EAST ST. LOUIS – The United States Bankruptcy
Court for the Southern District of Illinois published a notice on Feb. 7 announcing
greater clarity for the nation’s creditors as it pertains to Chapter 13
insolvencies. The newly added Rule 3015.1 requires, as of December 2017, the
use of a national form for Chapter 13 plans unless a district already has a
process that meets the requirements in the new rule.
According to the federal
bankruptcy court system, a Chapter 13 insolvency “enables individuals with
regular income to develop a plan to repay all or part of their debts. Under
this chapter, debtors propose a repayment plan to make installments to
creditors over three to five years.”
The biggest advantage of this is that the plan allows a
debtor to retain his or her home by ceasing foreclosure proceedings and possibly
resolving delinquent mortgage payments.
requirements of Rule 3015.1 are:
- A district can
only have one form.
- The opening
paragraph must contain a clause allowing discussing limits to the amount of a
secured claim based on valuation of the collateral or propose a method to avoid
- The form must
follow several formatting and disclosure rules including numbering paragraphs, labeling
in bold type, using separate paragraphs for the cure and maintenance of home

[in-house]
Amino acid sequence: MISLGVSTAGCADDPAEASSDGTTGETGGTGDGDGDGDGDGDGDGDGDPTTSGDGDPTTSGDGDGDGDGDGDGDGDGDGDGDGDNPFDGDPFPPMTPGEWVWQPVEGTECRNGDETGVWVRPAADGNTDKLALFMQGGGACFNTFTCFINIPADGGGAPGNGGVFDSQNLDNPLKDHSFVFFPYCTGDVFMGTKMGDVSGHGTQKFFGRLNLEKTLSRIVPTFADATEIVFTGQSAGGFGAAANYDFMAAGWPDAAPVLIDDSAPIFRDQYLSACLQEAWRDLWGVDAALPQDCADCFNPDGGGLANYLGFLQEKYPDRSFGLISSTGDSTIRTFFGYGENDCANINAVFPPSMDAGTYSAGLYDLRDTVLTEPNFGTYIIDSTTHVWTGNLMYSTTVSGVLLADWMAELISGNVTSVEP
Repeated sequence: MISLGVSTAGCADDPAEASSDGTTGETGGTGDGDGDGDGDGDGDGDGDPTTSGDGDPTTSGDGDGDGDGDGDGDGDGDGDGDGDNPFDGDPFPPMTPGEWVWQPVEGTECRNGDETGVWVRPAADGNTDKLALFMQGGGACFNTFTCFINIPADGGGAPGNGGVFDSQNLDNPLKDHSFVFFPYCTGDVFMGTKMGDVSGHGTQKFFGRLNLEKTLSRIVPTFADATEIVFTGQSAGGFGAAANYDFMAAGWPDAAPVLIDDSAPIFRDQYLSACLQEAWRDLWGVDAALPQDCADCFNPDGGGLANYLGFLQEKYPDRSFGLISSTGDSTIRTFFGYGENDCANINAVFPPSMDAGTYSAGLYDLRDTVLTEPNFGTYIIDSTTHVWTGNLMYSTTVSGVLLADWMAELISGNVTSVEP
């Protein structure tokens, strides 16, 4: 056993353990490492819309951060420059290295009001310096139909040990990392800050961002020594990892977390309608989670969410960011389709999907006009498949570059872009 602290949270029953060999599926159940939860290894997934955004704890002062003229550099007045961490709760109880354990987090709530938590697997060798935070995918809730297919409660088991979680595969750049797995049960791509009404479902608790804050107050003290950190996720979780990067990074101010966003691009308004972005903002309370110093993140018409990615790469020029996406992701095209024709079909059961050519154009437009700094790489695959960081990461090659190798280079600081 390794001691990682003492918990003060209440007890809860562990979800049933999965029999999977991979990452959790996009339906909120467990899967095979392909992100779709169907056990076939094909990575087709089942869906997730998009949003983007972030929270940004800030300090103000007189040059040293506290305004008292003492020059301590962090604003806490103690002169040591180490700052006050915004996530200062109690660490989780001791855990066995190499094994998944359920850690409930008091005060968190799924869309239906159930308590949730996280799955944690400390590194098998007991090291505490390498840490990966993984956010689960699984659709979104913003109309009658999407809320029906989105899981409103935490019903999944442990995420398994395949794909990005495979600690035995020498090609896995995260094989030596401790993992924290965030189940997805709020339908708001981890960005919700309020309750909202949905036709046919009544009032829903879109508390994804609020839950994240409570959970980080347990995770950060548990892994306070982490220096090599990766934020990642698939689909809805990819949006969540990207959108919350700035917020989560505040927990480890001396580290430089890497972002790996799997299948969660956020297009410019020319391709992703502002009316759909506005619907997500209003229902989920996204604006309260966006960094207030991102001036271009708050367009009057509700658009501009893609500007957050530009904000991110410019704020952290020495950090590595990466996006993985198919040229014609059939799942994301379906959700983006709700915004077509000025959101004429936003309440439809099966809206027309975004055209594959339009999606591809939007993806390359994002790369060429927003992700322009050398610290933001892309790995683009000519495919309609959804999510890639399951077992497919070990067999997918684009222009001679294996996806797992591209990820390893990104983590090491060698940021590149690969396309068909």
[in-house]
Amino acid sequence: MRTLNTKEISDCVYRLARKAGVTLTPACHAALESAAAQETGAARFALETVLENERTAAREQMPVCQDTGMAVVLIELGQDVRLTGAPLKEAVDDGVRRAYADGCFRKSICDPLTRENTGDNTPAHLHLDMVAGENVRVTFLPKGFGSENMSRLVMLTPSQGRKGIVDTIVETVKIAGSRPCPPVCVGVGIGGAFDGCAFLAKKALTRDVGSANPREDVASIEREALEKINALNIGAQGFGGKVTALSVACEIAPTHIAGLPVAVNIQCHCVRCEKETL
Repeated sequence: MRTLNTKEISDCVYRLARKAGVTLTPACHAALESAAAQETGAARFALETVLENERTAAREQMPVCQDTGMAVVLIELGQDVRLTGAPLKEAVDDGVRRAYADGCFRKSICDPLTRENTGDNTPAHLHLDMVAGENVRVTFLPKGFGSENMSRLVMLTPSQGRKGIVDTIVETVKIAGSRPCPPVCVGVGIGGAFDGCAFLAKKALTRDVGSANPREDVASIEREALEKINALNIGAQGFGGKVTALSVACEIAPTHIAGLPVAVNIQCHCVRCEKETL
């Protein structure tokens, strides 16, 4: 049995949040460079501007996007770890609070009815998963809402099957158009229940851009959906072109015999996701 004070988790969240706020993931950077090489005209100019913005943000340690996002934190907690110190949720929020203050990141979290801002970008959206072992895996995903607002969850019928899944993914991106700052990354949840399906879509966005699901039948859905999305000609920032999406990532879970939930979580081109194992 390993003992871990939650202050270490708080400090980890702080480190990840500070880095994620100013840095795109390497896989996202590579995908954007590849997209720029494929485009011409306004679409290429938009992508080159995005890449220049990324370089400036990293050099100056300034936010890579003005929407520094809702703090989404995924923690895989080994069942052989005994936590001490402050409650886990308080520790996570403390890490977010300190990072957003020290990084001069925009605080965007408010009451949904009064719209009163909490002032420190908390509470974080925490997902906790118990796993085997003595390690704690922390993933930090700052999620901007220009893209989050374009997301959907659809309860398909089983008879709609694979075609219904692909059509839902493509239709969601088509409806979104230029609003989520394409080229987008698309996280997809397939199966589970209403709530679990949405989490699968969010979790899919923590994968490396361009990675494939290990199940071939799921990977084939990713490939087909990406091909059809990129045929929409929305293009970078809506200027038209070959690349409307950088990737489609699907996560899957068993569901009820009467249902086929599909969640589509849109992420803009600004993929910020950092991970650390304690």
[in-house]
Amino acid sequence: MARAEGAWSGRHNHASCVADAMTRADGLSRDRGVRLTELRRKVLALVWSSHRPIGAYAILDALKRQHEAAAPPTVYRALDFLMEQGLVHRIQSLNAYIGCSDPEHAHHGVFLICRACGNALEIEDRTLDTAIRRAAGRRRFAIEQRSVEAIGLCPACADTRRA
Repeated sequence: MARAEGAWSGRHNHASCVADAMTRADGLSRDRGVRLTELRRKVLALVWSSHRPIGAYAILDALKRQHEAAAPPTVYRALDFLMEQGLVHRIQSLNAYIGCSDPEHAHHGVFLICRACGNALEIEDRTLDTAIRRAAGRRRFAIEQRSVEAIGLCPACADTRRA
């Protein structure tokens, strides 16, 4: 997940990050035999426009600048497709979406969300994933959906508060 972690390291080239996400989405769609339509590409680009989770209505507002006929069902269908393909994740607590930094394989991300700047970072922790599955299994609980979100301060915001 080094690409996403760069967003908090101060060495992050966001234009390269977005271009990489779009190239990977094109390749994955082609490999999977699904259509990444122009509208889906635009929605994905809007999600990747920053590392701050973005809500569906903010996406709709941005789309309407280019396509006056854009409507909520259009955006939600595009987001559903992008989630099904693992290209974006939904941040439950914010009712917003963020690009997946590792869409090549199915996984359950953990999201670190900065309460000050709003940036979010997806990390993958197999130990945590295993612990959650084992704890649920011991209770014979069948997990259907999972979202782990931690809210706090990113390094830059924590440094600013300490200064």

mortgages, payment of domestic support obligations, treatment of secured claims,
and surrender of property securing a claim.
- The last
paragraph must discuss any nonstandard provisions, and include a statement that
other nonstandard provisions appearing anywhere else in the plan are void.
A staff attorney with the U.S. Bankruptcy Court, who
wished to remain unnamed, spoke with the Madison
County Record about the added rule.
The attorney told the Record that the rule came about after a committee looked into the possibility
of a national standard for Chapter 13 filings and sent out a request for
comments to the nations’ bankruptcy courts. Based on feedback, it was
determined that while a standard national form could be used, it was desired by
many respondents that the states continue to have the right to develop plans of
William A. Mueller,
an attorney with the Bankruptcy Center office in Belleville, agreed with this
assessment. Mueller told the Record
that the impetus for the committee’s review, which he was a part of, was to
bring about “uniformity in the forms related to filing Chapter 13” and was an idea
that had been “kicking around for years.”
Creditors, Mueller said, faced a daunting task
of keeping abreast of the multitude of different forms even within one single
“Every jurisdiction and
every judge would have their own plan,” Mueller stated. And some districts had
no forms at all.
In an attempt to bring order
out of chaos, Judge Laura K. Grandy assembled a commission of court staffers
and attorneys to propose what came to be termed a “National Plan."
Mueller said that the finalized plan was reviewed last year and was now
finishing up the commentary phase. It was at this stage that the National Plan
hit the major obstacle of preferences for local forms, which resulted in the
plan going from a national standard to a tool of mandatory minimum requirements
that all plans have to abide by.